In an earlier post, we discussed how District Court Judge Iain Johnston noted that “at times, ESI discovery can be complex,” but the “same basic discovery principles that worked for the Flintstones still work for the Jetsons.” Indeed, ESI discovery, just like its paper predecessor, involves five fundamental steps: (1) identification, (2) preservation, (3) collection, (4) review, and (5) production. Specifically, regarding “identification,” Judge Johnston observed that “the initial client interview is crucial to litigation success” and maintaining “a healthy skepticism concerning a client’s initial explanation of a case” is critical. According to Judge Johnson, counsel should elicit detailed, specific facts rather than being content with generalities and conclusions that the client may initially offer. “Reasonable counsel conduct proper and thorough initial client interviews not simply because it is best practices; rather, these interviews are required by the Federal Rules of Civil Procedure and the Rules of Professional Conduct.” Fed. R. Civ. P. 11, 26(g), 37(e); Model Rules of Prof’l Conduct r. 1.1 cmt. 5 (Am. Bar Ass’n 2020).

  1. Identification of ESI: The Custodian Interview

But, how does a client interview allow for the identification of ESI – the growth of which has continued unabated. According to the Court, the custodian interview is the proper tool to identify ESI. Whether a different interview or merely an outgrowth of a client interview, custodian interviews are not merely a theoretical best practice. Rather, a proper custodian interview is mandated by the Federal Rules of Civil Procedure and the Rules of Professional Conduct. Fed. Rs. Civ. P. 26(f), 26(g), 37(e); Model Rules of Prof’l Conduct r. 1.1 cmt. 8 (Am. Bar Ass’n 2020). According to the Court, such an interview is a way to satisfy an attorney’s “obligation to investigate their clients’ information management system thoroughly to locate potentially relevant and discoverable material, no matter how technically opaque that information system may appear. Such an investigation goes well beyond simply asking the client for the relevant files and trusting that the client itself has a complete understanding of its own information technology structure.” citing Kenneth J. Withers, Computer-Based Discovery in Federal Civil Litigation , 2000 Fed. Cts. L. Rev. 2, 3-4 (2000) (emphasis added). At the least, a reasonable custodian interview consists of locating the relevant people and the locations and types of ESI. The relevant people are the individuals who have custody of the relevant ESI or the ability to obtain the ESI and counsel must interview them to identify, preserve, collect, and produce the relevant ESI. 1 LN Practice Guide: MA e-Discovery and Evidence § 3.07[1]. The failure to adequately interview key custodians that results in the failure to identify, preserve, collect, and produce ESI can result in sanctions. Small v. Univ. Med. Ctr. , No. 13-cv-0298, 2018 WL 3795238, at *–––– – ––––, 2018 U.S. Dist. LEXIS 134716, at *149-50 (D. Nev. Aug. 8, 2018); HM Elecs., Inc. , 2015 WL 4714908, at *17, 2015 U.S. Dist. LEXIS 104100, at *46 (finding “it was unreasonable to ask one person”).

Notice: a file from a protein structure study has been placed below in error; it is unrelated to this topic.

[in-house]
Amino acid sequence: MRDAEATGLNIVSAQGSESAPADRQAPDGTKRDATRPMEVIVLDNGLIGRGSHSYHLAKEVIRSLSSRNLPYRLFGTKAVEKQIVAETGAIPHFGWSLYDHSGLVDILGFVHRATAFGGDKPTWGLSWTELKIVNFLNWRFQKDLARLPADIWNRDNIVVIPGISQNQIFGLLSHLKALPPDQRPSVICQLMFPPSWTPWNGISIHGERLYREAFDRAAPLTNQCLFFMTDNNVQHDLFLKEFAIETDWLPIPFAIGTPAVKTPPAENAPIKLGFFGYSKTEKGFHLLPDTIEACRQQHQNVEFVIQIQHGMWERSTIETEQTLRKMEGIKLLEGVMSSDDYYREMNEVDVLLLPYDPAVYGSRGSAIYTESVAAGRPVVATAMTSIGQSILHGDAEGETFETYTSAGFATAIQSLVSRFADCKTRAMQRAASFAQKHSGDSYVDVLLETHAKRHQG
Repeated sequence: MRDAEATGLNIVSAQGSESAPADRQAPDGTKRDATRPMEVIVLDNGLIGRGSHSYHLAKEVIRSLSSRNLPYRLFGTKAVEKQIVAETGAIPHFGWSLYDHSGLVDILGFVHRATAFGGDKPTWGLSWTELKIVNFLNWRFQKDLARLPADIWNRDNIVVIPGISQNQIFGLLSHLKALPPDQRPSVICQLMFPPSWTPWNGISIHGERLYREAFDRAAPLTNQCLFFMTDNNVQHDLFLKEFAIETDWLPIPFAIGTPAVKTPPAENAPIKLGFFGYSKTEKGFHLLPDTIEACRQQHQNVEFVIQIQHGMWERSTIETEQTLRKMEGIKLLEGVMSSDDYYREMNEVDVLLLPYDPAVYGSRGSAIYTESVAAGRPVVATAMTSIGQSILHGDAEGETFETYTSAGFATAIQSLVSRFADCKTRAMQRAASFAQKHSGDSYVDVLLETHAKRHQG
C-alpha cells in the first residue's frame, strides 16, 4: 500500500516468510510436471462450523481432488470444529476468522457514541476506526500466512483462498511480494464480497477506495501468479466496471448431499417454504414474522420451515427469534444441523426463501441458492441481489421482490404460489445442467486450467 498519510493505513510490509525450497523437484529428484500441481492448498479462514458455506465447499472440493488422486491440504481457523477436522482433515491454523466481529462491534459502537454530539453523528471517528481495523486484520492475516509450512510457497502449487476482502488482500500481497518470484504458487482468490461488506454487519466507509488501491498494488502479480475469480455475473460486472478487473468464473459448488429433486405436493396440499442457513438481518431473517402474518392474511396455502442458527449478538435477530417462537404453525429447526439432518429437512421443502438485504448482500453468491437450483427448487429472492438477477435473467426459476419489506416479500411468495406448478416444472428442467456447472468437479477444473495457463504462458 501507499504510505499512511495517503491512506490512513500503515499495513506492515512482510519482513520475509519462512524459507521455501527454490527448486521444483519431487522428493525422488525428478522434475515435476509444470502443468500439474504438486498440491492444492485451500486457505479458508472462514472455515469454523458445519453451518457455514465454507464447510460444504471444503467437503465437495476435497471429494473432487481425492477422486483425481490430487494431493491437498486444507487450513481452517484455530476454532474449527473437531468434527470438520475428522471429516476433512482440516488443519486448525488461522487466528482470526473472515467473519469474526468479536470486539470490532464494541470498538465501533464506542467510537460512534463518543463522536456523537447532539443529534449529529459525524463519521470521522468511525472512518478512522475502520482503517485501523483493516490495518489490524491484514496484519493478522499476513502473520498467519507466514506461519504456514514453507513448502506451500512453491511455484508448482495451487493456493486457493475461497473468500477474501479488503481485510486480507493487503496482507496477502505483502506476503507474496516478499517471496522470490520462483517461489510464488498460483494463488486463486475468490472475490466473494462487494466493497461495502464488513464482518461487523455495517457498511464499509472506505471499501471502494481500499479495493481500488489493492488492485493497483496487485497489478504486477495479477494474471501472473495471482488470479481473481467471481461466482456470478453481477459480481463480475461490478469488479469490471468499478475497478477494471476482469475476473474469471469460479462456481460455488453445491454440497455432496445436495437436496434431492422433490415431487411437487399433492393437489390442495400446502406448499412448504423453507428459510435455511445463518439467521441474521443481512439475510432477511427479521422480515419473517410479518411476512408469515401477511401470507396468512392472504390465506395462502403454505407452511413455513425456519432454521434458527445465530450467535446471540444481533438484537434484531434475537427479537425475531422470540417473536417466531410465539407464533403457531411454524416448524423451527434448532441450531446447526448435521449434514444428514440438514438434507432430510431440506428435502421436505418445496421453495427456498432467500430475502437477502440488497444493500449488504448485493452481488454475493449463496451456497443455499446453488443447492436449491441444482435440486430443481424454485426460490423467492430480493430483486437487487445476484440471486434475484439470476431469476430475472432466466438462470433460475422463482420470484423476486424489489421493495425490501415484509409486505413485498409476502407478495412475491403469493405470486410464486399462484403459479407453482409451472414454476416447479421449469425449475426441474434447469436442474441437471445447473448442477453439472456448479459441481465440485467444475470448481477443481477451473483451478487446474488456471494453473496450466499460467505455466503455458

The relevant locations are those places where the ESI can be found so that it can be both (a) preserved and (b) collected and produced. Relevant locations can include innumerable places, including hard drives, laptops, and internet-based applications.

  1. Preservation of ESI: The Litigation Hold

The next step, according to Judge Johnston’s road map is to preserve ESI. Indeed, once litigation is reasonably anticipated, a party is duty-bound to take good faith steps to preserve materials that may be relevant to the litigation. Zubulake v. UBS Warburg LLC, 220 F.R.D. 212, 216-17 (S.D.N.Y. 2003); Fed. R. Civ. P. 37(e). Although perfection is not the standard a party must preserve what it reasonably ought to know is relevant to possible litigation and is in its possession, custody, or control. See, e.g. , Doe v. City of Chicago , Case No. 18-cv-030542019 U.S. Dist. LEXIS 113395, at *14-15 (N.D. Ill. July 9, 2019). In order to do so, litigants and attorneys must familiarize themselves with operative data retention systems to determine whether potentially relevant information is being preserved. Fed. R. Civ. P. 37(e) advisory committee’s note to 2015 amendment (“It is important that counsel become familiar with their clients’ information systems and digital data—including social media—to address these issues.”)